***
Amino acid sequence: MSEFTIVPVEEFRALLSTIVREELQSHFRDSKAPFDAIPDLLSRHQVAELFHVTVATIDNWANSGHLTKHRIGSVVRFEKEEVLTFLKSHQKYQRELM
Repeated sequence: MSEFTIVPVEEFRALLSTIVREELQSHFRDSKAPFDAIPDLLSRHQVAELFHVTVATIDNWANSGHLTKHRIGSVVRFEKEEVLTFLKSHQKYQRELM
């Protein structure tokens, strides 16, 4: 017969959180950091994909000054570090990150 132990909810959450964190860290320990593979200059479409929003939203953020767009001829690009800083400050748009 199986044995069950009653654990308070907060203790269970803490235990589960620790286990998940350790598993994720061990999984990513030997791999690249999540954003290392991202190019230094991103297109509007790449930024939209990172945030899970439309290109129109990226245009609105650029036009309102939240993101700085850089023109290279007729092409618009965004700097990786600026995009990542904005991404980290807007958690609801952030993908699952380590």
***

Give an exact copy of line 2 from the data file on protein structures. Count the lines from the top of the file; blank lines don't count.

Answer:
Repeated sequence: MSEFTIVPVEEFRALLSTIVREELQSHFRDSKAPFDAIPDLLSRHQVAELFHVTVATIDNWANSGHLTKHRIGSVVRFEKEEVLTFLKSHQKYQRELM